Despite this broad construction, "[t]o constitute a protected safety report, an employee's acts must implicate safety definitively and specifically." Am. Nuclear Res., Inc. v. U.S. Dep't of Labor, 134 F.3d 1292, 1295 (6th Cir. 1998) (citing Bechtel Construction Co. v. Secretary of Labor, 50 F.3d 926, 931 (11th Cir. 1995) (holding that a carpenter's acts were protected where he "raised particular, repeated concerns about safety procedures, " which were "tantamount to a complaint."). "[G]eneral inquiries regarding safety do not constitute protected activity." Bechtel, 50 F.3d at 931. "The ERA does not protect every incidental inquiry or superficial suggestion that somehow, in some way may possibly implicate a safety concern." Am. Nuclear, 134 F.3d at 1295. "[A]n employer may terminate an employee who behaves inappropriately, even if that behavior relates to a legitimate safety concern." Id. (citing Dunham v. Brock, 794 F.2d 1037, 1041 (5th Cir. 1986)).

Courts have also held that the ERA protects acts that implicate safety. In Bechtel Const. Co., the Eleventh Circuit found that, while general inquiries regarding safety are not protected, an employee's voicing of his "particular, repeated concerns about safety procedures for handling contaminated tools" was a protected activity. Bechtel Const. Co., 50 F.3d at 931. When working in radioactive areas with radioactive tools, crew members would have a health physics (HP) staff person on duty measure the amount of contamination and write the rate of contamination on a tag attached to the bag containing the tools. Bechtel Const. Co., 50 F.3d at 929. The procedure was known as "taking a dose rate and tagging" the tools. Id. Nichols, a crew member, disagreed with Wright, the foreman, over the procedure.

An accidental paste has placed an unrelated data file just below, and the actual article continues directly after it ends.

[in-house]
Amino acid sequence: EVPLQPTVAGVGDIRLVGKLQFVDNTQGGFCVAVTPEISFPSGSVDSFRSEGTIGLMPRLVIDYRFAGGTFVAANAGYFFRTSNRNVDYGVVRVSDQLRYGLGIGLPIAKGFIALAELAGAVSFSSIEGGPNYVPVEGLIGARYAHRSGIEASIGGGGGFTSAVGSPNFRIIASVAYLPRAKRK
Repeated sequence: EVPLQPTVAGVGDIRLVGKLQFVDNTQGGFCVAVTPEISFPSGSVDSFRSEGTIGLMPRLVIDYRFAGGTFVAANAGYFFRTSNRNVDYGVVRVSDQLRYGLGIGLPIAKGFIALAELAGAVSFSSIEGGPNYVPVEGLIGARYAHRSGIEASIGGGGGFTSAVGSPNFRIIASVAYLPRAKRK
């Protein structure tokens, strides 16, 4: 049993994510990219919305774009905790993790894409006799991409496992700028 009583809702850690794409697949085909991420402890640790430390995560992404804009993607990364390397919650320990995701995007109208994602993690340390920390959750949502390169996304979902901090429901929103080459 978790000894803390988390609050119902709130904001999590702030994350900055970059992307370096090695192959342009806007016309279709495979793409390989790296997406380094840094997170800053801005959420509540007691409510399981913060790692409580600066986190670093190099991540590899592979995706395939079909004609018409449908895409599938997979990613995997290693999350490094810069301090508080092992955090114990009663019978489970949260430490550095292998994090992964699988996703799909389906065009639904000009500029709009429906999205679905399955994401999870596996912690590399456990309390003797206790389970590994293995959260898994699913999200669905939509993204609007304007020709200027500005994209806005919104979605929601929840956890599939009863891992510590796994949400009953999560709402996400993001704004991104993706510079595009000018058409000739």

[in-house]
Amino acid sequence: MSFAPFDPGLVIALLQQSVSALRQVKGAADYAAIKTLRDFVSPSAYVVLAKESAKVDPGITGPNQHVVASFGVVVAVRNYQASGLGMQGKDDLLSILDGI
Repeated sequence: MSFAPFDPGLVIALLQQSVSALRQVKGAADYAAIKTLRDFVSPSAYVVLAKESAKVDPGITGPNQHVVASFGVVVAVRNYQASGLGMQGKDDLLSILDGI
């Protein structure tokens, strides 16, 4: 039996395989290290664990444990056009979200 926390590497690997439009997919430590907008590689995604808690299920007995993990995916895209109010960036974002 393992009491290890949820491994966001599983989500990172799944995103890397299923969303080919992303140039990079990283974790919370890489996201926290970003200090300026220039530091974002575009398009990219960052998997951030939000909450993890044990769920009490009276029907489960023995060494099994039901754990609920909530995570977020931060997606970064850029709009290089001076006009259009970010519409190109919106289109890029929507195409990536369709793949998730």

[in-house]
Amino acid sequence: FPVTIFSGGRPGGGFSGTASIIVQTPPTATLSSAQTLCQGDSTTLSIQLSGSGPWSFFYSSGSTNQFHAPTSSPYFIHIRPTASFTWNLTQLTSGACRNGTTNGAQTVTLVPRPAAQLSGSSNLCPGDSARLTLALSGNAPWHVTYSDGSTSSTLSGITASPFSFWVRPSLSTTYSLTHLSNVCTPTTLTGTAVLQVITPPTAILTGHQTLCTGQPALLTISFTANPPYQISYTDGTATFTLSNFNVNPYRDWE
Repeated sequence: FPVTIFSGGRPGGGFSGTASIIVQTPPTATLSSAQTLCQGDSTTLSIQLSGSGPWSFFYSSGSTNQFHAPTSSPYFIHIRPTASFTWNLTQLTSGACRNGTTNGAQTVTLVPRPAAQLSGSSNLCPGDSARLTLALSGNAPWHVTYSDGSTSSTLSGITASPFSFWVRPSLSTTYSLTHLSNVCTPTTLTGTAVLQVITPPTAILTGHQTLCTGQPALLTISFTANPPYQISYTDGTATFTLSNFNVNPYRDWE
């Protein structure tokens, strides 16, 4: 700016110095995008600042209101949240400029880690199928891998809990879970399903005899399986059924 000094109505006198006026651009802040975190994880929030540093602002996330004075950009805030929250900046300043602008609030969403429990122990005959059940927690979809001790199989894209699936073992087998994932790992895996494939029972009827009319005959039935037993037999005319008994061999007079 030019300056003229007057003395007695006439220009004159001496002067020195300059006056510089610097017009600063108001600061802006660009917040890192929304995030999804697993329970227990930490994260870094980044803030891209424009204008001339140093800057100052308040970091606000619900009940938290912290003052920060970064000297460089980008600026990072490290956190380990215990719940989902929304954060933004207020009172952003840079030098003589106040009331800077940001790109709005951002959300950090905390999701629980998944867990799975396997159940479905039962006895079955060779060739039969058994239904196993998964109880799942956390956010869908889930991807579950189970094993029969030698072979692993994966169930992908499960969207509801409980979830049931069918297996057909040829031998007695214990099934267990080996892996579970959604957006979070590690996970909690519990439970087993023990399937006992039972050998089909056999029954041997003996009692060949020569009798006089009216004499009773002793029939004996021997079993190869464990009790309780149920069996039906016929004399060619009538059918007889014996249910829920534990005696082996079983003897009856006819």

Based on his training, Nichols understood that contaminated tools were to be put in two double polyurethane bags and carried to the "frisking station" where the HP technician on duty could take a dose rate and tag them. Wright told Nichols that the tools could be placed in a single bag, and if the HP technician was not at the frisking station, the tools could be taken to the HP technician in the dry storage warehouse for dosing and tagging. Nichols disagreed and stated that he believed safety procedures required that the tools be surveyed at the tool box.

Id. Nichols made an anonymous complaint to the senior HP supervisor, told his foreman's supervisor, and also approached HP technicians and the HP supervisor to discuss the issue. Id.

However, the ERA does not protect "every incidental inquiry or superficial suggestion that somehow, in some way may possibly implicate a safety concern." American Nuclear, 134 F.3d at 1295. In American Nuclear, the Sixth Circuit found that the employee's acts lacked a sufficient nexus to safety concerns where the employee "never alleged that [his employer] was violating nuclear laws or regulations, " "never alleged that [his employer] was ignoring safety procedures or assuming unacceptable risks, " and where the employee's "conduct never led anyone to change, probe, or even question [the employer's] safety procedures." Id. at 1296. In American Nuclear, an employee was contaminated because the Radiation Protection personnel ("RP"s) failed to spray him down quickly, after which the employee complained that the RPs did not know what they were doing, grew angry while the RPs administered his full body count test, and asked for a copy of the body count after the test. Id. The court found this too tenuous a link to protected activity, stating that "to constitute a protected safety report, an employee's acts must implicate safety definitively and specifically." Id. at 1295.